Q: What’s next?
Crissi Langwell: After writing three novels that dealt with deep and heavy themes, I am now exploring something more lighthearted. I’m preparing to release a series of 4 books in 2015 that mixes magic with desserts. The first book is titled Come Here, Cupcake, and is about a woman who discovers she has the magical ability to infuse her baking with her feelings. As you can imagine, this leads to some very sticky situations.
Q: Tell us about Crissi Langwell. What do you like to do when you’re not writing?
Crissi Langwell: I read. A lot. I also can be found at the baseball field or golf course cheering on my son, teaching my daughter to drive (Lord help us all), or just hanging with the family at home. I’m the newsletter editor for my regional writing club, Redwood Writers, I work full-time for the local newspaper, I volunteer for my church, and I help with the year-round planning for the summer camp the kids and I attend every year. I guess you can say I like to stay busy!
About Crissi Langwell
Crissi Langwell is the author of three fiction novels, a book of poetry, and a collection of true stories about single parenting. She lives in Northern California with her husband and blended family of three kids, a whiny cat, and a ridiculous teenage dog.
About THE ROAD TO HOPE
Jill is a woman who just lost her son. Maddie is a teen mother who has been rejected by her parents. Both are sent reeling at the tragic spin life has taken. And both are on a crash course for changing each other’s lives. This is the story of two mothers, the trauma they experience, and how life’s twists and turns can have an impact on who they think they are, who they’re bound to become, and the lives they touch in between.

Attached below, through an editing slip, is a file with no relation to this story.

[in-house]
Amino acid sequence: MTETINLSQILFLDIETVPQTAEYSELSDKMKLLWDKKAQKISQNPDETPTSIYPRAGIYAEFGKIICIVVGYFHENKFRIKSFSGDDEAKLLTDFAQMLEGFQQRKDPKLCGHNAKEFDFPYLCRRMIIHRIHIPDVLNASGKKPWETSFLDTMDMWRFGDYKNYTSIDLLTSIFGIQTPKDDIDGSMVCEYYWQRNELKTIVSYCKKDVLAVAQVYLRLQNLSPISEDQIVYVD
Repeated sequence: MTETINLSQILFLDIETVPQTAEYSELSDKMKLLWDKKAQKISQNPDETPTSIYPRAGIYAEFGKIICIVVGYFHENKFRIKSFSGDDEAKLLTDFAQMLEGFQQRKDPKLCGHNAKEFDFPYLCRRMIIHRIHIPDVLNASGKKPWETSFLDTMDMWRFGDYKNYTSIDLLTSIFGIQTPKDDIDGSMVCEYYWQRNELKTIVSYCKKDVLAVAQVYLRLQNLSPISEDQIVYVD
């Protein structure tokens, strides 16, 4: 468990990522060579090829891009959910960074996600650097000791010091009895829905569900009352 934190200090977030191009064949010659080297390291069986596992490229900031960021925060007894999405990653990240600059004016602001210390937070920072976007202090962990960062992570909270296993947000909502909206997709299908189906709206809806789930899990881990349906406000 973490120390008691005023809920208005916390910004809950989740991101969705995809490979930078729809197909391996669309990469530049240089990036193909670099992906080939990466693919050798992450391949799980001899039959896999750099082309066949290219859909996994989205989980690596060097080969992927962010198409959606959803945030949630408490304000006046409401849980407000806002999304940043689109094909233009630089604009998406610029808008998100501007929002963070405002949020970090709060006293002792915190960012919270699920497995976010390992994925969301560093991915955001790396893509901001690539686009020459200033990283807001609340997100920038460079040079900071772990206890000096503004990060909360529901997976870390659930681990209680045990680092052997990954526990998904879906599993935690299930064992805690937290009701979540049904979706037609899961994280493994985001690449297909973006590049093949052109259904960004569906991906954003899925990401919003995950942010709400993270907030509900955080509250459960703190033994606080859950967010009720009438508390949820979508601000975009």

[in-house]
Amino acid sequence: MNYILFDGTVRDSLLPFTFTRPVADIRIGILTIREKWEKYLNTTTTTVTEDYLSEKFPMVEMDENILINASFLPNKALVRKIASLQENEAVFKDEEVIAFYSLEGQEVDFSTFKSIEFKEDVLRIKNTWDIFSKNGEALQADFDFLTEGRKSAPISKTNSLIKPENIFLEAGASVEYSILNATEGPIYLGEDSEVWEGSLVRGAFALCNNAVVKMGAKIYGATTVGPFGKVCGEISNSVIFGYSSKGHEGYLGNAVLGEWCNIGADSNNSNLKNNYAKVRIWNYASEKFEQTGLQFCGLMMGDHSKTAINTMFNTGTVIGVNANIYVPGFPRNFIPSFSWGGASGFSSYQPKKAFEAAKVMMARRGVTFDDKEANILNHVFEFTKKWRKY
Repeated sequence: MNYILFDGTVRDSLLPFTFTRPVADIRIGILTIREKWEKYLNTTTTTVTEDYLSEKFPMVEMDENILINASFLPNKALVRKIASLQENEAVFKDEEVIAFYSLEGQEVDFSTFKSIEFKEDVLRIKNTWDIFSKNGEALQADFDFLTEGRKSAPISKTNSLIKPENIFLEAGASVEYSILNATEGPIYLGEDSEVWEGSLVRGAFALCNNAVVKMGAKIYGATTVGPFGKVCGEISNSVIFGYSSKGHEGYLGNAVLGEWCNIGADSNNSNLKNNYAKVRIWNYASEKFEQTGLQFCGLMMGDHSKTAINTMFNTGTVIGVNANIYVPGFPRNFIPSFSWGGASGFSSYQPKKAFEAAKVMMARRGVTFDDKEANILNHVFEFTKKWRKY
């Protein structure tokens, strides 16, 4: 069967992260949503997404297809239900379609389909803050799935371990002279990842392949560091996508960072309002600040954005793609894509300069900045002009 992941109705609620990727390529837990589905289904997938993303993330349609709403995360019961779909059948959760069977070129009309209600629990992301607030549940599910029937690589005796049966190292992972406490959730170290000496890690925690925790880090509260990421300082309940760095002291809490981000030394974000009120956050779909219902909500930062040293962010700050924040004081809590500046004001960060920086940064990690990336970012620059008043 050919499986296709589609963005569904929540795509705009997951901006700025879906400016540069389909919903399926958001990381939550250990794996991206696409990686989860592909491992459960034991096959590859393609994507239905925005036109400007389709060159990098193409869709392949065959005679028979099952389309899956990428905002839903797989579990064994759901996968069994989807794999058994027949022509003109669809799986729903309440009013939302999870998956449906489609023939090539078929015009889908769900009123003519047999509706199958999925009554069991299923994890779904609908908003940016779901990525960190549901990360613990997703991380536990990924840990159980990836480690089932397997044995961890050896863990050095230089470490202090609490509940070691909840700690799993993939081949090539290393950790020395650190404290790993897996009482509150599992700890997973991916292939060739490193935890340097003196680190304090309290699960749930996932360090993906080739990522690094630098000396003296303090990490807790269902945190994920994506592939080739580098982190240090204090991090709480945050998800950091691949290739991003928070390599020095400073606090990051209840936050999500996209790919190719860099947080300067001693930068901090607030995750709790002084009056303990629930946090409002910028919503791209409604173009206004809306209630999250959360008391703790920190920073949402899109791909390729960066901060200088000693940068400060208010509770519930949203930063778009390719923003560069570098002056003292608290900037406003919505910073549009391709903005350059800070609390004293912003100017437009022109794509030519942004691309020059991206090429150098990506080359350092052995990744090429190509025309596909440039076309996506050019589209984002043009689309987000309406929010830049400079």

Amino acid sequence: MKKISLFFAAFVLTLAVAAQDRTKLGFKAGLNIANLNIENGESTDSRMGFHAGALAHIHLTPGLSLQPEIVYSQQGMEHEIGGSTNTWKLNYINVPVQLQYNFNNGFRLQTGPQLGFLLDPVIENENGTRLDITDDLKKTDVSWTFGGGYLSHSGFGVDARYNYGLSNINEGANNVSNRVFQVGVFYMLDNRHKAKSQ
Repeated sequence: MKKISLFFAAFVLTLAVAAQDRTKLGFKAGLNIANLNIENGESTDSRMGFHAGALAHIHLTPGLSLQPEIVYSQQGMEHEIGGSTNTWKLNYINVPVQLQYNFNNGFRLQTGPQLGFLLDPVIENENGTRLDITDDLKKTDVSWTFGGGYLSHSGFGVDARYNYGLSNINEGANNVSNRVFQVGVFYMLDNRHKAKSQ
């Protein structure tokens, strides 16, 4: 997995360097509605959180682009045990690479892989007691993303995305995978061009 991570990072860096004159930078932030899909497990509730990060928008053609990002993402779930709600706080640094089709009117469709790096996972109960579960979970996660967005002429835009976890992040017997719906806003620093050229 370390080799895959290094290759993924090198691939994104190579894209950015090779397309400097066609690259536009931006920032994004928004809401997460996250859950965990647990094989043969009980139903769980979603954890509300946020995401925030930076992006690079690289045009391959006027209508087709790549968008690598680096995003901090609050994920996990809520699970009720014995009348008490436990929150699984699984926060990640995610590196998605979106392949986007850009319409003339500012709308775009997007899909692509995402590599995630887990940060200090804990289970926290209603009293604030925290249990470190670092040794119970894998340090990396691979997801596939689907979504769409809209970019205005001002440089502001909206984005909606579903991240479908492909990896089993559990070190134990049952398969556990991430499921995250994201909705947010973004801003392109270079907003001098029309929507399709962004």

Chapter One ~ The Point of Impact
There was no stopping it. In one moment, Toby had been standing in the front of the small shopping cart, grinning at his mom as she filled a bag with green beans. In the next, the cart tipped forward against his weight, sending him head-first toward the checkered linoleum in the middle of Hal’s Market. The look of terror on her toddler’s face was etched in Jill’s mind as she saw him tumble from the cart, falling just far enough away that she knew she’d never reach him in time. But in the eternity that lay in those few seconds, she made a valiant effort, throwing her arms forward to catch nothing but air.
Toby’s forehead hit the slick floor first, the rest of his body crumpling down into his neck, then careening over his body like a rag doll. Jill reached him and, despite everything she had ever learned about not moving accident victims, she turned him over to see if he was okay. She would never forget the look in his eyes. Tearless, they reached into her, grabbing at her guilt with a firm hold while raking over her worst fears. Then they lost all recognition.
“Toby,” she breathed. His olive eyes were fixed on the ceiling, the blank expression frozen on his face. But then his body relaxed into a deep and shuddering breath, followed by a scream of pain and terror. His cries were a sweet sound to Jill’s ears. She scooped her son up and held him tight against her chest.
Jill avoided the stares from the small crowd forming around her and Toby. She could feel the weight of their judgment, their unspoken thoughts screaming at her. How could she? What kind of mother lets that happen? She doesn’t deserve a child. Jill held her sobbing son to her chest, rocking him next to the green beans and zucchini while trying to pretend the growing crowd didn’t exist. The two of them sat until his screams subsided into hiccupped breathing. Then Toby lay his curly blonde head against her shoulder, playing with a lock of her chestnut hair as he breathed into her sweater. Jill couldn’t help but see the irony in this—her injured toddler finding safety in the very person who had let him fall.